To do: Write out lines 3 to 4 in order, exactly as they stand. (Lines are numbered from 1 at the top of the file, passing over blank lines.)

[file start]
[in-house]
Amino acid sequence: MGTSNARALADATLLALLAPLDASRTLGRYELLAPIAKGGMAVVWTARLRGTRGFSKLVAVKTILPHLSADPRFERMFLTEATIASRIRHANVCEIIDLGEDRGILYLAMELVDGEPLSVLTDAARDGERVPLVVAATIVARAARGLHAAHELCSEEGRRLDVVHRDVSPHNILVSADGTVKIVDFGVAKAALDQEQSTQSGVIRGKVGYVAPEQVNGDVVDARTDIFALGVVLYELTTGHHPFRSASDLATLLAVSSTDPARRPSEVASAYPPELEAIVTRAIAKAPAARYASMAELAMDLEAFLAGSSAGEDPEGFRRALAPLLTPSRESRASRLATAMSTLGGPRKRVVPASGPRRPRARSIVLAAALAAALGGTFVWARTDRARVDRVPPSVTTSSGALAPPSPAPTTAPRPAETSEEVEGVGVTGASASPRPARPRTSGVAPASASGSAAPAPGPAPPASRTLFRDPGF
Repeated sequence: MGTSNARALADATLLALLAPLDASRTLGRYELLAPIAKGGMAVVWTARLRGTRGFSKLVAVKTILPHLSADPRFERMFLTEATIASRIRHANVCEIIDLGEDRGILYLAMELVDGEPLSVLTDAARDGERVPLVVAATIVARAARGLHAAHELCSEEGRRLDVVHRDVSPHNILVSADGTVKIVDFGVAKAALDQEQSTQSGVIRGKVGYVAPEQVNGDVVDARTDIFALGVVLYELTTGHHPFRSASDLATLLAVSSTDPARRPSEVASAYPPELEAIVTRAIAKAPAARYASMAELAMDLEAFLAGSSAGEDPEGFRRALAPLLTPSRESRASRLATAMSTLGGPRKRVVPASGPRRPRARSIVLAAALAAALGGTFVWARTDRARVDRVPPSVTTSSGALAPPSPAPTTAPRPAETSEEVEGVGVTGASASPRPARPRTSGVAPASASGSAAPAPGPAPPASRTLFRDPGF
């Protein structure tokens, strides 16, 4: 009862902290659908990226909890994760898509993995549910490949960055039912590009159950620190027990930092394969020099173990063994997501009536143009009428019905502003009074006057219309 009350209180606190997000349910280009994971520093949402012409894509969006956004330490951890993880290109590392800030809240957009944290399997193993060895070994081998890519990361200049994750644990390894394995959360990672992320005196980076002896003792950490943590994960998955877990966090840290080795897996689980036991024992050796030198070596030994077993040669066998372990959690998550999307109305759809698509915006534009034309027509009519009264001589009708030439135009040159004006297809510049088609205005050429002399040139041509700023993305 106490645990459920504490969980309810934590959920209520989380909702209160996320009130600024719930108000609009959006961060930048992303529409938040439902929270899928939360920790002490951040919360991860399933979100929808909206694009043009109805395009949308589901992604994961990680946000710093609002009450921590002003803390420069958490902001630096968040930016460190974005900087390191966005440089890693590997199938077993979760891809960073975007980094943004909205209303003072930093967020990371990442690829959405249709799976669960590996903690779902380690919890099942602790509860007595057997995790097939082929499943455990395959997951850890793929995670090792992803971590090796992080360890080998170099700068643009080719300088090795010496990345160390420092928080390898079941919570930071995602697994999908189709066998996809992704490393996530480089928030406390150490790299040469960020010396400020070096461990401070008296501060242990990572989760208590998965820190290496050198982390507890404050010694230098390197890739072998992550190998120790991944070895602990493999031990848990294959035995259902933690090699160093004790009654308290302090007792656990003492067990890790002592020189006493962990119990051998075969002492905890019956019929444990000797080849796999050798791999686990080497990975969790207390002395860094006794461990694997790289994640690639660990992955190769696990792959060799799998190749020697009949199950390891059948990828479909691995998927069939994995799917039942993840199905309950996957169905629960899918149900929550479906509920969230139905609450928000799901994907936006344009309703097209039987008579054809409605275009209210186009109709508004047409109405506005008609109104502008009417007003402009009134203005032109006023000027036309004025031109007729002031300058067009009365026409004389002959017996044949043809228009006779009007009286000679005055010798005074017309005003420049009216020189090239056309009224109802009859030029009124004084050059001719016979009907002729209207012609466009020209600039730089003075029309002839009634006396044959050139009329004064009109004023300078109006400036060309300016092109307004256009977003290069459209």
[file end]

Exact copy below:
Repeated sequence: MGTSNARALADATLLALLAPLDASRTLGRYELLAPIAKGGMAVVWTARLRGTRGFSKLVAVKTILPHLSADPRFERMFLTEATIASRIRHANVCEIIDLGEDRGILYLAMELVDGEPLSVLTDAARDGERVPLVVAATIVARAARGLHAAHELCSEEGRRLDVVHRDVSPHNILVSADGTVKIVDFGVAKAALDQEQSTQSGVIRGKVGYVAPEQVNGDVVDARTDIFALGVVLYELTTGHHPFRSASDLATLLAVSSTDPARRPSEVASAYPPELEAIVTRAIAKAPAARYASMAELAMDLEAFLAGSSAGEDPEGFRRALAPLLTPSRESRASRLATAMSTLGGPRKRVVPASGPRRPRARSIVLAAALAAALGGTFVWARTDRARVDRVPPSVTTSSGALAPPSPAPTTAPRPAETSEEVEGVGVTGASASPRPARPRTSGVAPASASGSAAPAPGPAPPASRTLFRDPGF
């Protein structure tokens, strides 16, 4: 009862902290659908990226909890994760898509993995549910490949960055039912590009159950620190027990930092394969020099173990063994997501009536143009009428019905502003009074006057219309 009350209180606190997000349910280009994971520093949402012409894509969006956004330490951890993880290109590392800030809240957009944290399997193993060895070994081998890519990361200049994750644990390894394995959360990672992320005196980076002896003792950490943590994960998955877990966090840290080795897996689980036991024992050796030198070596030994077993040669066998372990959690998550999307109305759809698509915006534009034309027509009519009264001589009708030439135009040159004006297809510049088609205005050429002399040139041509700023993305 106490645990459920504490969980309810934590959920209520989380909702209160996320009130600024719930108000609009959006961060930048992303529409938040439902929270899928939360920790002490951040919360991860399933979100929808909206694009043009109805395009949308589901992604994961990680946000710093609002009450921590002003803390420069958490902001630096968040930016460190974005900087390191966005440089890693590997199938077993979760891809960073975007980094943004909205209303003072930093967020990371990442690829959405249709799976669960590996903690779902380690919890099942602790509860007595057997995790097939082929499943455990395959997951850890793929995670090792992803971590090796992080360890080998170099700068643009080719300088090795010496990345160390420092928080390898079941919570930071995602697994999908189709066998996809992704490393996530480089928030406390150490790299040469960020010396400020070096461990401070008296501060242990990572989760208590998965820190290496050198982390507890404050010694230098390197890739072998992550190998120790991944070895602990493999031990848990294959035995259902933690090699160093004790009654308290302090007792656990003492067990890790002592020189006493962990119990051998075969002492905890019956019929444990000797080849796999050798791999686990080497990975969790207390002395860094006794461990694997790289994640690639660990992955190769696990792959060799799998190749020697009949199950390891059948990828479909691995998927069939994995799917039942993840199905309950996957169905629960899918149900929550479906509920969230139905609450928000799901994907936006344009309703097209039987008579054809409605275009209210186009109709508004047409109405506005008609109104502008009417007003402009009134203005032109006023000027036309004025031109007729002031300058067009009365026409004389002959017996044949043809228009006779009007009286000679005055010798005074017309005003420049009216020189090239056309009224109802009859030029009124004084050059001719016979009907002729209207012609466009020209600039730089003075029309002839009634006396044959050139009329004064009109004023300078109006400036060309300016092109307004256009977003290069459209």